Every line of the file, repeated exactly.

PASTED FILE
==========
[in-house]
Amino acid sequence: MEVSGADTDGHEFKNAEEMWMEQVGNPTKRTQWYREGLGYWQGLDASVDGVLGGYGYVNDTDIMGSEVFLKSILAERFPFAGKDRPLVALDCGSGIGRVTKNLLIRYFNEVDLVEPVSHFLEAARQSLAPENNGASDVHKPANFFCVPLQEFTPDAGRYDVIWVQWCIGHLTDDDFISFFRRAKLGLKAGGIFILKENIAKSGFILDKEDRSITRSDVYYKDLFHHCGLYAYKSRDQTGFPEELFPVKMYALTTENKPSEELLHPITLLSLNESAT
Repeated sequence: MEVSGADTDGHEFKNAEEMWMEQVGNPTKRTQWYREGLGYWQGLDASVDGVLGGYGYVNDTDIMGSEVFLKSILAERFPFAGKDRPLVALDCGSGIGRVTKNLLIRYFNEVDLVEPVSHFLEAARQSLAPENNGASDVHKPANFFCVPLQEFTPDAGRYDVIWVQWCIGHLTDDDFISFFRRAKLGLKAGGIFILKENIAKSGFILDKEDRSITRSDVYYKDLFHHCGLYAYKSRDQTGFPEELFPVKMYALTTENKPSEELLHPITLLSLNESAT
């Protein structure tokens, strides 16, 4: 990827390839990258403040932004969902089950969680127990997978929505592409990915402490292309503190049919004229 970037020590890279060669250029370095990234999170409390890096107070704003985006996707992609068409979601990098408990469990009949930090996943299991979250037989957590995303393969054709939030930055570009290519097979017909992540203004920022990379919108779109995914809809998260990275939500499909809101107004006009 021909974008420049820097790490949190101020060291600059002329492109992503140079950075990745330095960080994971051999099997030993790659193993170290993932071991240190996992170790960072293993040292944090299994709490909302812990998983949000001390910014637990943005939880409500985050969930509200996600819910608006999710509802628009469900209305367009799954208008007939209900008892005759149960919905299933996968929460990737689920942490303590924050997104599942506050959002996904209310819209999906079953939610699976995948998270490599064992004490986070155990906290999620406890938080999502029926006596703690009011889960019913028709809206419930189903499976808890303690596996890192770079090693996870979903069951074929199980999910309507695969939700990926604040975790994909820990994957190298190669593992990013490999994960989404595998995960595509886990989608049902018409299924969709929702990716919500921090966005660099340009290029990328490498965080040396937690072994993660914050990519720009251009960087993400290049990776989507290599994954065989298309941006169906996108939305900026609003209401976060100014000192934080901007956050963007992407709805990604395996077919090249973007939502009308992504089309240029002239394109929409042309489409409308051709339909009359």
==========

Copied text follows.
[in-house]
Amino acid sequence: MEVSGADTDGHEFKNAEEMWMEQVGNPTKRTQWYREGLGYWQGLDASVDGVLGGYGYVNDTDIMGSEVFLKSILAERFPFAGKDRPLVALDCGSGIGRVTKNLLIRYFNEVDLVEPVSHFLEAARQSLAPENNGASDVHKPANFFCVPLQEFTPDAGRYDVIWVQWCIGHLTDDDFISFFRRAKLGLKAGGIFILKENIAKSGFILDKEDRSITRSDVYYKDLFHHCGLYAYKSRDQTGFPEELFPVKMYALTTENKPSEELLHPITLLSLNESAT
Repeated sequence: MEVSGADTDGHEFKNAEEMWMEQVGNPTKRTQWYREGLGYWQGLDASVDGVLGGYGYVNDTDIMGSEVFLKSILAERFPFAGKDRPLVALDCGSGIGRVTKNLLIRYFNEVDLVEPVSHFLEAARQSLAPENNGASDVHKPANFFCVPLQEFTPDAGRYDVIWVQWCIGHLTDDDFISFFRRAKLGLKAGGIFILKENIAKSGFILDKEDRSITRSDVYYKDLFHHCGLYAYKSRDQTGFPEELFPVKMYALTTENKPSEELLHPITLLSLNESAT
């Protein structure tokens, strides 16, 4: 990827390839990258403040932004969902089950969680127990997978929505592409990915402490292309503190049919004229 970037020590890279060669250029370095990234999170409390890096107070704003985006996707992609068409979601990098408990469990009949930090996943299991979250037989957590995303393969054709939030930055570009290519097979017909992540203004920022990379919108779109995914809809998260990275939500499909809101107004006009 021909974008420049820097790490949190101020060291600059002329492109992503140079950075990745330095960080994971051999099997030993790659193993170290993932071991240190996992170790960072293993040292944090299994709490909302812990998983949000001390910014637990943005939880409500985050969930509200996600819910608006999710509802628009469900209305367009799954208008007939209900008892005759149960919905299933996968929460990737689920942490303590924050997104599942506050959002996904209310819209999906079953939610699976995948998270490599064992004490986070155990906290999620406890938080999502029926006596703690009011889960019913028709809206419930189903499976808890303690596996890192770079090693996870979903069951074929199980999910309507695969939700990926604040975790994909820990994957190298190669593992990013490999994960989404595998995960595509886990989608049902018409299924969709929702990716919500921090966005660099340009290029990328490498965080040396937690072994993660914050990519720009251009960087993400290049990776989507290599994954065989298309941006169906996108939305900026609003209401976060100014000192934080901007956050963007992407709805990604395996077919090249973007939502009308992504089309240029002239394109929409042309489409409308051709339909009359």